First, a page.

David Henneberry, the Watertown resident who found Dzhokar Tsarnaev hiding in his boat Friday evening, effectively ending a horrific chapter in Boston’s history, may not have been thinking any of the following. However I find his story fascinating and can’t stop imagining what must have been going through his mind as the sun set on Watertown. The following is therefore just that, my thoughts on his mind.
You can read David’s account, courtesy of CNN, here.
When authorities lifted the shelter-in-place order at 6:00 pm Friday evening, who could have imagined that giving citizens the ability to smoke cigarettes outside again would end up being so crucial to the city’s safety?
David Henneberry probably couldn’t remember the last time he needed a cigarette as badly as he did that moment. He described it as a “craving,” brought on by being cooped up in his Watertown colonial while the town hunkered under martial law. All day he could only watch his television as the nation’s news channels showed different views of his neighborhood; variations of “terrorist still on the loose” plastered under Breaking News sections. There were videos of the gun battles he had personally heard only hours before and a few blocks away, where “Terrorist #2” ran over “Terrorist #1’s” dying body on the way to evading legions of police officers that had descended upon his town in the middle of the night.
Now, as blackhawks hovered overhead and tanks roamed the streets, Terrorist #2, responsible for the deaths of three civilians and one police officer as part of the first successful terrorist attack on U.S. soil since 9/11, was still a fugitive. Due to injuries sustained from the previous night, Terrorist #2 was rumored to still be in the vicinity of David’s property, armed and dangerous, with nothing to lose.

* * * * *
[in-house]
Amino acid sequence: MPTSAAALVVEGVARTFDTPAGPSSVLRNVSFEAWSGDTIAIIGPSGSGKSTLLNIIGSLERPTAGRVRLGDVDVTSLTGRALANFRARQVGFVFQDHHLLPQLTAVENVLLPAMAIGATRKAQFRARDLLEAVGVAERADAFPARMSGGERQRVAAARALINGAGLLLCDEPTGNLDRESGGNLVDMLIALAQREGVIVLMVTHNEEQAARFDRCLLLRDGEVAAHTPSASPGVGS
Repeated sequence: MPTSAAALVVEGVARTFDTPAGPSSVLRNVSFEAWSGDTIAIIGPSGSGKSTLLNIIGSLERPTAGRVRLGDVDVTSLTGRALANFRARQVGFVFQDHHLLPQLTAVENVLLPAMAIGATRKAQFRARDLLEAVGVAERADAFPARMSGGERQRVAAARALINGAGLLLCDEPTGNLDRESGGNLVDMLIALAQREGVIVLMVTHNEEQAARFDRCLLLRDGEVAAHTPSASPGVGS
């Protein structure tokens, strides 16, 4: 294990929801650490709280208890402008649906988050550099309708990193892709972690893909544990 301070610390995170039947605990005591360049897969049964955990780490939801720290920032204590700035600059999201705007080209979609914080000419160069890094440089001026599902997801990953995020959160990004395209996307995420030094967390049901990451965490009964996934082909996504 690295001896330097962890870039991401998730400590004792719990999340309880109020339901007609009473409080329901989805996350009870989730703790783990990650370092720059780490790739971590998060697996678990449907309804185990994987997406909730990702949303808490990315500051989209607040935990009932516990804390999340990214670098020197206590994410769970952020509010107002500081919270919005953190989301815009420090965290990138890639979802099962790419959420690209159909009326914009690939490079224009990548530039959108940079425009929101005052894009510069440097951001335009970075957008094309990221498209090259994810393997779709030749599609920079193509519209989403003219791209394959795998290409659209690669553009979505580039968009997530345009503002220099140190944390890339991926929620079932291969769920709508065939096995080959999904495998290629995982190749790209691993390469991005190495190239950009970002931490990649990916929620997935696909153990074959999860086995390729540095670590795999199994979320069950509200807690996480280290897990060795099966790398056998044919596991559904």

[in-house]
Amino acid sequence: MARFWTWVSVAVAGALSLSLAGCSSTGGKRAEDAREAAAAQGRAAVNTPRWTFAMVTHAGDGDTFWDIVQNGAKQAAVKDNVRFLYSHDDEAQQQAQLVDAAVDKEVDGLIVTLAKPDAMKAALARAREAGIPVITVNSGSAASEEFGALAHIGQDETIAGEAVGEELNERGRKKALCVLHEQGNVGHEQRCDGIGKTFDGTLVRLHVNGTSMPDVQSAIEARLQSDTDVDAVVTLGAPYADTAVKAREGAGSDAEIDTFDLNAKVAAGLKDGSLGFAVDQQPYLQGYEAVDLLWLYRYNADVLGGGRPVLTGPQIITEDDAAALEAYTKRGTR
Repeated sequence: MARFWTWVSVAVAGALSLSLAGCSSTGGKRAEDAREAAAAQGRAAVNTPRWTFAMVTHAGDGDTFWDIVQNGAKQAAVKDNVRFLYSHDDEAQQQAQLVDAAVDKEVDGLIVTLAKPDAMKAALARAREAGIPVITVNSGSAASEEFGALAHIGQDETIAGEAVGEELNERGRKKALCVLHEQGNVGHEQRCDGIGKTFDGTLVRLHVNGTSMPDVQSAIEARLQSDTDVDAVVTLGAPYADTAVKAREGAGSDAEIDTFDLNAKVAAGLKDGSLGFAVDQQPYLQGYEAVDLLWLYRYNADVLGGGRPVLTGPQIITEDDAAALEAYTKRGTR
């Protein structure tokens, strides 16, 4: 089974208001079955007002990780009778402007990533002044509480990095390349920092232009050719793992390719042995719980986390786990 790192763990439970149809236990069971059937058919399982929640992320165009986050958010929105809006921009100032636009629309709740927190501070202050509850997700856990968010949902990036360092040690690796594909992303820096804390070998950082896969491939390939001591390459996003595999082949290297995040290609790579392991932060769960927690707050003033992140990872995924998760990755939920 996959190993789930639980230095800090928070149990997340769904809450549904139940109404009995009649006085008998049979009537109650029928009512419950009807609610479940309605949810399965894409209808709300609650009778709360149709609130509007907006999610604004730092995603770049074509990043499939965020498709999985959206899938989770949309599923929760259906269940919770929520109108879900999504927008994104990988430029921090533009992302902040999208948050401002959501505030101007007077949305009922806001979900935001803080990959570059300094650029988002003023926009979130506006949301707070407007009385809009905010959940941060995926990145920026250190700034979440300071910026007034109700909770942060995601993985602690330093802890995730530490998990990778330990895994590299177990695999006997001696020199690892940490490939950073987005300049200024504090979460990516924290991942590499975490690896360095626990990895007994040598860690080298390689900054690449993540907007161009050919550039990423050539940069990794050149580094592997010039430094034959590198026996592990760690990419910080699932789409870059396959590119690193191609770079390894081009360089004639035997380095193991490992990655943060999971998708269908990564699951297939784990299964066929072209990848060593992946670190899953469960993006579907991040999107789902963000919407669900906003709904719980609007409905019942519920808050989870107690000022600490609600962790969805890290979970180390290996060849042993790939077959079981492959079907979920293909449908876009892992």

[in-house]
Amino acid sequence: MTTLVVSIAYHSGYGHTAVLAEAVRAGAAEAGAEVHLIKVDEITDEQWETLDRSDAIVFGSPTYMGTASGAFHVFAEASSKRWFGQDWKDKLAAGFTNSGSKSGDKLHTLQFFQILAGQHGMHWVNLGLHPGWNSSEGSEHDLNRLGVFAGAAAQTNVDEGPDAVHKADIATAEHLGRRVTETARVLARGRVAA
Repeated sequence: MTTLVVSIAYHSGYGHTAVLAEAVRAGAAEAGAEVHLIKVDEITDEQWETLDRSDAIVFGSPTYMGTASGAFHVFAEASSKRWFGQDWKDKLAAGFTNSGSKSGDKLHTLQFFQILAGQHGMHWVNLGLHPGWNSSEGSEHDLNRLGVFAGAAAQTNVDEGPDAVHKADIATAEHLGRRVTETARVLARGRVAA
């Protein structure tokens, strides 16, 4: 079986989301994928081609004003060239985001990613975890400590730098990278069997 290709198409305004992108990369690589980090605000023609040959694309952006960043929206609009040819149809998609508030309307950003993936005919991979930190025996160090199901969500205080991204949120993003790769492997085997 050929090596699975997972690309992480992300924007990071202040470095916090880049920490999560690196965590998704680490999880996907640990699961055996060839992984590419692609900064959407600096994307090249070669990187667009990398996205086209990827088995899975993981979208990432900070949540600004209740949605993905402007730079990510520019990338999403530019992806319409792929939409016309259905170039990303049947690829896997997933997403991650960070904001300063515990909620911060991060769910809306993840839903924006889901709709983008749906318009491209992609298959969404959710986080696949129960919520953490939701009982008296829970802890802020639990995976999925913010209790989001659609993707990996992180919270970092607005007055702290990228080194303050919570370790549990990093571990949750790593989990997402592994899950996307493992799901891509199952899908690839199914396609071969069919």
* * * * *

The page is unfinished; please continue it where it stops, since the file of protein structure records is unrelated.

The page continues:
I assume David considered a second cigarette.
He glanced at the boat nestled in the back corner of his driveway. He probably wished he was drifting atop some peaceful body of water far away as the sun glared down on him, instead of helicopters. It was as he daydreamed in a nicotine haze that he first noticed something was wrong. The tarp covering his prized possession, the tarp he had tied down without error a countless number times, the tarp that had not loosened once throughout the recent blizzard-laden winter, was flapping in the wind.
In a week when everything that went horribly wrong somehow ended up being connected to everything else going horribly wrong, David must have tried to convince himself that the flapping tarp was a simple coincidence. As he walked down his driveway and got close enough to notice blood splattered on the tarp’s side, he assumed a wounded animal had forced its way into shelter. David had enough experience with both tarps and desperate animals to determine when they came in contact with one another.
There was no way something malicious and evil had been hiding in his backyard for an unknown amount of time, he must have thought. The man for whom the entire city hunted, the kid in the white hat, Terrorist #2, could not have spent the day withering in the boat while David lounged in his house, only yards away. The week’s horrific story was a story about his country, his city, his neighborhood even. It was not a story about him.
David climbed the ladder perched against the boat and pulled back the tarp, revealing the body of Dzhokar Tsarnaev crumpled into a ball, lying in a pool of blood.
As he ran back to his house to call 911, he must have realized that he, too, would be forever connected to everything else going horribly wrong.
An hour later David was the owner of the most famous boat in America. A boat that, as other people have noted, was stranded on land in a city named Watertown. Authorities opened fire in the waning hours of the evening, tearing it to shreds to reveal the terrorist, barely alive.
Tsarnaev was pried from David’s property a little after 8:00 pm Friday night, and the country erupted in cheers. It was from David’s destroyed boat that the celebration for the city and those who serve it began.
As he watched the crowd dissipate from his Watertown colonial and into the night, I wonder if David thought about his place in his city’s recent story- his boat’s loosened tarp being the final chain in a sequence of events gone horribly wrong.
(His insurance policy better get him a new boat.)